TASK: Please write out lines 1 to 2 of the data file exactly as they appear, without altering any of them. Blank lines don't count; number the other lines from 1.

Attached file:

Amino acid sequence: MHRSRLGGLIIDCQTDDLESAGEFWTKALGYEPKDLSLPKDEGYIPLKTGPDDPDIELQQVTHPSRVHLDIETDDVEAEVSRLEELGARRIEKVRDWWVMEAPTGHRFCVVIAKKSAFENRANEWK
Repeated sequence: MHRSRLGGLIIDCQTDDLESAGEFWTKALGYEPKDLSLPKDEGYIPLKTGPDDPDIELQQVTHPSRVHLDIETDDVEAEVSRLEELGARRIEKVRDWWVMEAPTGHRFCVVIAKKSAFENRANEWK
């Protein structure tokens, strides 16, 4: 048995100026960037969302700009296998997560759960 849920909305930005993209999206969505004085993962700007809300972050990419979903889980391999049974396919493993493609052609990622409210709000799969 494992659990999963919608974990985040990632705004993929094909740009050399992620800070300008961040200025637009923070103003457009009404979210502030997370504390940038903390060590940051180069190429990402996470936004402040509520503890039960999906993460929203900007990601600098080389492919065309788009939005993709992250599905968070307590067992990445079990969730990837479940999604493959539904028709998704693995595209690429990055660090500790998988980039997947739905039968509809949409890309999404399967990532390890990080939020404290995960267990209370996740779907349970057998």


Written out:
Amino acid sequence: MHRSRLGGLIIDCQTDDLESAGEFWTKALGYEPKDLSLPKDEGYIPLKTGPDDPDIELQQVTHPSRVHLDIETDDVEAEVSRLEELGARRIEKVRDWWVMEAPTGHRFCVVIAKKSAFENRANEWK
Repeated sequence: MHRSRLGGLIIDCQTDDLESAGEFWTKALGYEPKDLSLPKDEGYIPLKTGPDDPDIELQQVTHPSRVHLDIETDDVEAEVSRLEELGARRIEKVRDWWVMEAPTGHRFCVVIAKKSAFENRANEWK